Severe population decline in whitebark pine communities is attributed to blister rust, the recent outbreak of mountain pine beetle (2000-2014), fire suppression, forest succession, wildland fire, and climate change. A study in the mid-2000s showed that whitebark pine had declined by 41 percent in the Western Cascades due to two threats: white pine blister rust and mountain pine beetles. Whitebark deaths in North Cascades National Park doubled from 2006 to 2011.
White pine blister rust
Many stands of Pinus albicaulis nearly range-wide are infected with white pine blister rust (Cronartium ribicola), a fungal disease that was introduced from Europe. In the northern Rocky Mountains of the U.S., whitebark pine mortality in some areas exceeds 90 percent, where the disease infests 143,000 acres (580 km2). Cronartium ribicola occurs in whitebark pine to the northern limits of the species in the coastal ranges of British Columbia and the Canadian Rocky Mountains. The blister rust has also devastated the commercially valuable western white pine in these areas, and made serious inroads in limber pine (Pinus flexilis) populations as well. Nearly 80 percent of whitebark pines in Mount Rainier National Park are infected with blister rust.
There is currently no way to stop the spread and effects of blister rust. However, a small number of trees (fewer than 5%) in most populations harbor genetic resistance to blister rust. There have been some restoration efforts by the U.S. Forest Service, Bureau of Land Management, and National Park Service in the northern Rocky Mountains. Restoration efforts involve harvesting cones from potentially and known resistant whitebark pines, growing seedlings, and outplanting seedlings in suitable sites.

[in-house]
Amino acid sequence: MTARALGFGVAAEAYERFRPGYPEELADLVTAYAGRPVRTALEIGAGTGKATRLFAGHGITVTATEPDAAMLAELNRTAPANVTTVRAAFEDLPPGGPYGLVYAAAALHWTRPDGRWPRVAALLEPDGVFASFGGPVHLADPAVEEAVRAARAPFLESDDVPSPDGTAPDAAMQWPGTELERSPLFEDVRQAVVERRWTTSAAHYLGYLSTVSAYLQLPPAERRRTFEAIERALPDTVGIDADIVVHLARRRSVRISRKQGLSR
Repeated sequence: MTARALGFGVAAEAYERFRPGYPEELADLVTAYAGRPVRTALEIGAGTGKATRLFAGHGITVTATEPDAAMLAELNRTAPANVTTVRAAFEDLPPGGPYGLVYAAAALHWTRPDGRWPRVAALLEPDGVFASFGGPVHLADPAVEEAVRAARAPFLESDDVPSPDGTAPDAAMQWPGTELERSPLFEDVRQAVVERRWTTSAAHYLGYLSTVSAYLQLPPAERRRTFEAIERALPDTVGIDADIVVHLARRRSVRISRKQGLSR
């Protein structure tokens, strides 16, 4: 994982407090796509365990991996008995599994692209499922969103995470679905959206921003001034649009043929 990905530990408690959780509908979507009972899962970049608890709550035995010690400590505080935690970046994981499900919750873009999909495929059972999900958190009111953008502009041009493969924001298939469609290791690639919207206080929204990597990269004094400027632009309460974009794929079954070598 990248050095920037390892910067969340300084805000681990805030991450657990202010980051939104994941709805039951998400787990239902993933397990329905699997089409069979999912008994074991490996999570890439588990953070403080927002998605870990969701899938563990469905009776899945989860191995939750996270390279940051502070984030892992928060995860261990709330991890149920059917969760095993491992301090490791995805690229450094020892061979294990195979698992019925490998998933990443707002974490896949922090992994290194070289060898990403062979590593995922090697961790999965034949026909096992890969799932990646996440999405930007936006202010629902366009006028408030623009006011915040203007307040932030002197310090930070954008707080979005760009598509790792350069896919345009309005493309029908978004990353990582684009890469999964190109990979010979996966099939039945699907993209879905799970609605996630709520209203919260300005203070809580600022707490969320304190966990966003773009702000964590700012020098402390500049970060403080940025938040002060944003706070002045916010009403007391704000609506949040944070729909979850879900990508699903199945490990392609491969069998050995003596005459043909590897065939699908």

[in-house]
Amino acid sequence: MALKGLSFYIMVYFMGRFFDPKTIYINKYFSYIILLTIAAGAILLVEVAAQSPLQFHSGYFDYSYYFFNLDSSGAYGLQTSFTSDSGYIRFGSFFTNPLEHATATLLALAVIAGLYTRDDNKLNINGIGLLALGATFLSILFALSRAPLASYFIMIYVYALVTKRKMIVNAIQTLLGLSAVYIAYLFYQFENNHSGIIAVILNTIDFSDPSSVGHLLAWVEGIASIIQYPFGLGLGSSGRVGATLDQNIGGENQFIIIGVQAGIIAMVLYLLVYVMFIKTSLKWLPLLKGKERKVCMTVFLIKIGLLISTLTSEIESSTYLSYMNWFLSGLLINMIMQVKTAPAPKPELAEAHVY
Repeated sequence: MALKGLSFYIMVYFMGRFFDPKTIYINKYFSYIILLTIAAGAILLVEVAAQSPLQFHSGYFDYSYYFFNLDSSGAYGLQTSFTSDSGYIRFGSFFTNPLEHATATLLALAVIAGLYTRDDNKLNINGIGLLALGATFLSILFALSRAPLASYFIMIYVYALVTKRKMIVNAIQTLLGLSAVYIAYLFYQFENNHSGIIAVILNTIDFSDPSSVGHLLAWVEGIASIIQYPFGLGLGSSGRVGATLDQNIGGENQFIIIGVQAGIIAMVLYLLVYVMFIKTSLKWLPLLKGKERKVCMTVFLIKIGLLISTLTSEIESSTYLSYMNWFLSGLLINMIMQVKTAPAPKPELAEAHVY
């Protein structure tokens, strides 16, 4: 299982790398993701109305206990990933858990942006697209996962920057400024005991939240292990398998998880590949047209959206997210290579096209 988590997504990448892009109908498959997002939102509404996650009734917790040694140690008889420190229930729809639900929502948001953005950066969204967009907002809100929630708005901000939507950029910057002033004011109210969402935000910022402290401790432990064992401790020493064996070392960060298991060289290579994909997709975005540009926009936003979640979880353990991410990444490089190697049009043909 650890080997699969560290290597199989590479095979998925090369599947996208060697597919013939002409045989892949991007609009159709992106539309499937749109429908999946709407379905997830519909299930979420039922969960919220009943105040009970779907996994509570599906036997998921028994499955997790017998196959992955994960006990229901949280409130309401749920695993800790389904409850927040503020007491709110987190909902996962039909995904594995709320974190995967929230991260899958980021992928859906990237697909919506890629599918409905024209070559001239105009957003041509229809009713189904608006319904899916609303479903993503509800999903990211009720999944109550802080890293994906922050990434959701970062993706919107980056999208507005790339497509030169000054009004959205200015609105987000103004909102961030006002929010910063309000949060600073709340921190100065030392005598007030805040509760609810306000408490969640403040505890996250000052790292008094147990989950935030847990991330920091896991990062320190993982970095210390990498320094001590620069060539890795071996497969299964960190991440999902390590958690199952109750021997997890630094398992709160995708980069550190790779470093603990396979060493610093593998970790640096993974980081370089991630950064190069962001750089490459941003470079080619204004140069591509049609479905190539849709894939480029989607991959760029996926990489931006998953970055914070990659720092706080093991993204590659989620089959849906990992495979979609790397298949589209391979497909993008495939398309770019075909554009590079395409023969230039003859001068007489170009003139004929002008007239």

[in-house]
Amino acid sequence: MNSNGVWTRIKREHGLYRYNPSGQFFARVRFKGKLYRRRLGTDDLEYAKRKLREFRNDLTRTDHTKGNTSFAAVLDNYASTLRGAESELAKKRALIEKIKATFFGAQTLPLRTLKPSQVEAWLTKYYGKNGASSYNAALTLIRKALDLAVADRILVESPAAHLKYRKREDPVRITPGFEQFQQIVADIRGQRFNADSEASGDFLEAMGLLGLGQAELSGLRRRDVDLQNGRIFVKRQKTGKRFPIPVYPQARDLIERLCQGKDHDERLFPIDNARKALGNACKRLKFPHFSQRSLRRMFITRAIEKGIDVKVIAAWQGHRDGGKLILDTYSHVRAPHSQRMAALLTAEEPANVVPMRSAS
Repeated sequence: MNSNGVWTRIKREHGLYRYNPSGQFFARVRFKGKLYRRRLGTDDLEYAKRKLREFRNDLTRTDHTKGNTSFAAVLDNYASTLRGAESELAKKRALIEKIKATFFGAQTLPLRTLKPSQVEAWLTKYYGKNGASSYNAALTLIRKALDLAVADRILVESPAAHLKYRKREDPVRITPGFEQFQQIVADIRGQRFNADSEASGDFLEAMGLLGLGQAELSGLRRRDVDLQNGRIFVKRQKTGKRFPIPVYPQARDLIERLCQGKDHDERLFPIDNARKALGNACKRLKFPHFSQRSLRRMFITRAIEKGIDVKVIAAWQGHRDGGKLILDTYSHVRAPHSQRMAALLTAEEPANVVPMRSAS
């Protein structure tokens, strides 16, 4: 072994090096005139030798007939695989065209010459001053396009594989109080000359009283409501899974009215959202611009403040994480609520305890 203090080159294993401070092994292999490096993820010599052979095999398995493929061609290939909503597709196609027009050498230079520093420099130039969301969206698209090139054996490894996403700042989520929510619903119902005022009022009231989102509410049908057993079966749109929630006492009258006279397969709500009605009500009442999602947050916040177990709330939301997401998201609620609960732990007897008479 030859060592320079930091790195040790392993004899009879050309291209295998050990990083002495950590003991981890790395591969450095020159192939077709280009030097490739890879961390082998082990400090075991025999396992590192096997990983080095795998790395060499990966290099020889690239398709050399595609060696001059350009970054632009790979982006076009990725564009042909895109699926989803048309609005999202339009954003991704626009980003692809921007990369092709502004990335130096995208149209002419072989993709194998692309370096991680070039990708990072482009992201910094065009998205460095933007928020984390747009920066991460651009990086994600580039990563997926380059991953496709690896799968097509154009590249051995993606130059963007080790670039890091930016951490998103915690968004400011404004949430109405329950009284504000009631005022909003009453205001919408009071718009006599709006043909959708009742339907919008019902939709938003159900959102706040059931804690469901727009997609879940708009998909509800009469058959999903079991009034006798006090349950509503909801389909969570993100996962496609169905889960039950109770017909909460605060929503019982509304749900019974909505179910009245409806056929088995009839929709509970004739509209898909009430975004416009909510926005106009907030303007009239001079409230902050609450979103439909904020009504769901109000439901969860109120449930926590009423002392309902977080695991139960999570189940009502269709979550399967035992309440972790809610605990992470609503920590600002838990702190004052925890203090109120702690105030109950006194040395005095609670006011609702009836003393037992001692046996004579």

In California, where the blister rust is far less severe, whitebark pine are still fairly common in the High Sierras.
Mountain pine beetle
There are widespread outbreaks of mountain pine beetle in the western U.S. and Canada. Since 2000, the climate at high elevations has been warm enough for the beetles to reproduce within whitebark pine, often completing their life cycle within one year and enabling their populations to grow exponentially. Entire forest vistas, like that at Avalanche Ridge near Yellowstone National Park’s east gate, are expanses of dead gray whitebarks. This warming has been attributed by some researchers to global warming.
In 2007, the U.S. Fish and Wildlife Service estimated that beetles had killed whitebark pines across 500,000 acres (200,000 ha) in the West, while in 2009, beetles were estimated to have killed trees on 800,000 acres (320,000 ha), the most since record-keeping began. The pine beetle upsurge has killed nearly 750,000 whitebark pines in the Greater Yellowstone Ecosystem alone.[when?]
Fire suppression has led to slow population declines over the last century by altering the health and composition dynamics of stands without the fire ecology balancing their habitat and suppressing insect-disease threats. In the absence of low-level wildfire cycles, whitebark pines in these stands are replaced by more shade-tolerant, fire-intolerant species such as subalpine fir (Abies lasiocarpa) and Engelmann spruce (Picea engelmannii). In addition, senescent and blister rust infected pine trees are not destroyed by natural periodic ground fires, further diminishing the whitebark pine forest's vitality and survival.